Event Title

The Relationship Between Dreams, Emotion, and Memory

Date

4-8-2022

Location

Schewel 207

Description

Despite decades of research, there is a gap in understanding the relationship between the content and emotion of dreams and their later recall. In the waking world, events experienced with an emotion attached are better recalled later than events with no emotional content. This study explored whether dreams associated with greater emotion are recalled better than dreams without strong emotion. Participants completed an internet-based survey of their dreams and associated emotions for a period of one week, and then their recall was tested two weeks later. It was hypothesized that dreams with highly emotional content would be recalled in greater detail two weeks later than dreams with little or no emotional content. Results were not statistically conclusive. They did yield some support that negative emotions are more likely to influence recall over time. There was evidence supporting the hypothesis that emotions felt during a dream might be retained even when the dream content is not. Research gathered from this study aspires to contribute to the limited existing research on dreams, emotions, and dream recall. This study also aims to provide a framework for future research in this subject area to occur. This research contributes to the limited existing research on dreams, emotions, and dream recall and provides a framework for future research in this subject area.

Presentation Type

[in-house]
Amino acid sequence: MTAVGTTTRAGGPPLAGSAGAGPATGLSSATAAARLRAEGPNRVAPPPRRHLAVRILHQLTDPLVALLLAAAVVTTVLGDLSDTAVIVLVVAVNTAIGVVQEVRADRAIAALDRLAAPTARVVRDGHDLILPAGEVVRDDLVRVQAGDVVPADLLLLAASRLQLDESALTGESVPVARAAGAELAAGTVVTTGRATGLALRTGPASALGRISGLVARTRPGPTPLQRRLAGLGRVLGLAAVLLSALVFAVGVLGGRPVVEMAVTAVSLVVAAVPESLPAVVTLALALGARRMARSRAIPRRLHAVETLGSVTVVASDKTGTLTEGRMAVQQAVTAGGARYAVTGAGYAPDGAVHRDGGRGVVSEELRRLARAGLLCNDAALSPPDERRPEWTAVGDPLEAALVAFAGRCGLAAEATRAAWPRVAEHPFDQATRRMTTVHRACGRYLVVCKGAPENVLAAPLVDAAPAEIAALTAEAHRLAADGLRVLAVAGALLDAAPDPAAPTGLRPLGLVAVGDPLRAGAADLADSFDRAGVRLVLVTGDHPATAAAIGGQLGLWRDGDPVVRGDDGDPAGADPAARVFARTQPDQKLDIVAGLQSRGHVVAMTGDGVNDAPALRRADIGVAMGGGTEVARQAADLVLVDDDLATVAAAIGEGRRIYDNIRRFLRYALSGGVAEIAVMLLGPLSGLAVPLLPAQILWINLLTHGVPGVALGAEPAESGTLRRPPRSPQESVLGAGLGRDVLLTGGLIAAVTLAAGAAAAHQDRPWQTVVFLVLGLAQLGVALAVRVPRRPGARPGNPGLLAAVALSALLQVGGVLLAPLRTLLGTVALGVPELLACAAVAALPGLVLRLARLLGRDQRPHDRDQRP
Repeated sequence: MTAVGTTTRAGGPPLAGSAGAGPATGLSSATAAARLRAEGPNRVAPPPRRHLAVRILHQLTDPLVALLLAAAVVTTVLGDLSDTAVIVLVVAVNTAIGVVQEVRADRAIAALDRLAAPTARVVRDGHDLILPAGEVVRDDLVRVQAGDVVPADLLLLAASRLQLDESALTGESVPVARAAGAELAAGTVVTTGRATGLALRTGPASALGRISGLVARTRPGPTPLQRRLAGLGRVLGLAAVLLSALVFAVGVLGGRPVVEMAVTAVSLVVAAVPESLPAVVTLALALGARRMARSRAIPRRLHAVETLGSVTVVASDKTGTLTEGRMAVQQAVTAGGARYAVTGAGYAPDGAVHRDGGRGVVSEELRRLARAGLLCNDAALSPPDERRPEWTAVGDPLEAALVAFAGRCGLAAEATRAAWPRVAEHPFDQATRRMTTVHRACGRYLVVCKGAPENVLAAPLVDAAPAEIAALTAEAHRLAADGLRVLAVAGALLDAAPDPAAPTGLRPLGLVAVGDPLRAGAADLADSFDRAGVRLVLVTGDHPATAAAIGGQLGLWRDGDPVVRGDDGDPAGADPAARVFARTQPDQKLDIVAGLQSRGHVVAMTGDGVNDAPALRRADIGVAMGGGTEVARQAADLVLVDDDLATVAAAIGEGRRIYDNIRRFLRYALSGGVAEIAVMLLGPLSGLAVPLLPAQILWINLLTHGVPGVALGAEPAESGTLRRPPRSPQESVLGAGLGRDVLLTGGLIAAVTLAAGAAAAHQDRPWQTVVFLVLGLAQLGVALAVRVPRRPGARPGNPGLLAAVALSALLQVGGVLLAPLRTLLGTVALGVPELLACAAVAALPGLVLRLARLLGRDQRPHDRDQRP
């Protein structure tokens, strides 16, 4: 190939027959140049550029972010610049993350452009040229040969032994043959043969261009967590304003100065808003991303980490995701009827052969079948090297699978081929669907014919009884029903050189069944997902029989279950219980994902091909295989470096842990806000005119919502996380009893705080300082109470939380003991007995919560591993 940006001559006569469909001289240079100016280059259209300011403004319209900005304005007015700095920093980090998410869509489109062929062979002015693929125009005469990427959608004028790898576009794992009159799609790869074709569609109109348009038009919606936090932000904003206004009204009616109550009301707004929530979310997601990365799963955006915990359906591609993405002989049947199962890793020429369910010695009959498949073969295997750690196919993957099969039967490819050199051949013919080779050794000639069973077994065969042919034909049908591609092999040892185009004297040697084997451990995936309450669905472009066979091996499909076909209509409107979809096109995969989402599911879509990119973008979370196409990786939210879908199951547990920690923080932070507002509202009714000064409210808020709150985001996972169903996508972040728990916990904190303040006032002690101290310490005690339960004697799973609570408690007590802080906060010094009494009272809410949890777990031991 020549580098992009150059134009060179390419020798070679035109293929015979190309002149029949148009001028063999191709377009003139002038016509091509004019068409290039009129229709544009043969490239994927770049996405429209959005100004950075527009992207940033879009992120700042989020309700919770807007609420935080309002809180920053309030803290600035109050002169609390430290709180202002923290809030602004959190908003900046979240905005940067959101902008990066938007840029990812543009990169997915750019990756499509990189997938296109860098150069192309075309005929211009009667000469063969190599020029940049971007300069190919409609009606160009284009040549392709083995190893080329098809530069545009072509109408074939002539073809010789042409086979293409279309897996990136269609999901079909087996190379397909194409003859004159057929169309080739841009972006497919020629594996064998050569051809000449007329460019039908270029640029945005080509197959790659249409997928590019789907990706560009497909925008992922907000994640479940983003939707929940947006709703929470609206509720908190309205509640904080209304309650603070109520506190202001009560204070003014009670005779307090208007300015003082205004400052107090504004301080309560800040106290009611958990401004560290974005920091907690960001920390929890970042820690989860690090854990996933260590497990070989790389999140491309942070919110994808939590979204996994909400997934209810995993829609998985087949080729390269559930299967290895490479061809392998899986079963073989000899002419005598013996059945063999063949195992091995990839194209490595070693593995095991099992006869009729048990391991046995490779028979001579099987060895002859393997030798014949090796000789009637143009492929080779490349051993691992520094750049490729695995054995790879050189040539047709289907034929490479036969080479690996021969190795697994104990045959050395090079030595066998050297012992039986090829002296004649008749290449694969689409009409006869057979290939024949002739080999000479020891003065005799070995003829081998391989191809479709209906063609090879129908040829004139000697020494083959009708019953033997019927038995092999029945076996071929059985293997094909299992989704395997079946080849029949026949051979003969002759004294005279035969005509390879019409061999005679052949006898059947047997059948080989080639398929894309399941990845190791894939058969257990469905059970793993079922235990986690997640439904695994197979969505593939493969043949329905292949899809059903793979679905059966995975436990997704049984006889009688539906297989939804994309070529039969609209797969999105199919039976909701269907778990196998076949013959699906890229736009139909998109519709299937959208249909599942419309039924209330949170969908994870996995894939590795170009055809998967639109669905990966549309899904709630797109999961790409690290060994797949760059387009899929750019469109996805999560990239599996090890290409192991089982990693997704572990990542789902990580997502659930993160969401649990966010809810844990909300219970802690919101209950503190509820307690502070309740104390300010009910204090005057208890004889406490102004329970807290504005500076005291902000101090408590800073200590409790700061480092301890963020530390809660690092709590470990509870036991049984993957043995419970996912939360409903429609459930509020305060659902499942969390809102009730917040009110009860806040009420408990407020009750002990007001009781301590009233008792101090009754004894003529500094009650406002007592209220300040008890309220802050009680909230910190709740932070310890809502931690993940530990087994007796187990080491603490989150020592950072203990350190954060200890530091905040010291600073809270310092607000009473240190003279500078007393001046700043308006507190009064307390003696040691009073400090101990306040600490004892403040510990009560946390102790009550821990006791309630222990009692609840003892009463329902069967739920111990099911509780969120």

Presentation

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The Relationship Between Dreams, Emotion, and Memory

Schewel 207

Despite decades of research, there is a gap in understanding the relationship between the content and emotion of dreams and their later recall. In the waking world, events experienced with an emotion attached are better recalled later than events with no emotional content. This study explored whether dreams associated with greater emotion are recalled better than dreams without strong emotion. Participants completed an internet-based survey of their dreams and associated emotions for a period of one week, and then their recall was tested two weeks later. It was hypothesized that dreams with highly emotional content would be recalled in greater detail two weeks later than dreams with little or no emotional content. Results were not statistically conclusive. They did yield some support that negative emotions are more likely to influence recall over time. There was evidence supporting the hypothesis that emotions felt during a dream might be retained even when the dream content is not. Research gathered from this study aspires to contribute to the limited existing research on dreams, emotions, and dream recall. This study also aims to provide a framework for future research in this subject area to occur. This research contributes to the limited existing research on dreams, emotions, and dream recall and provides a framework for future research in this subject area.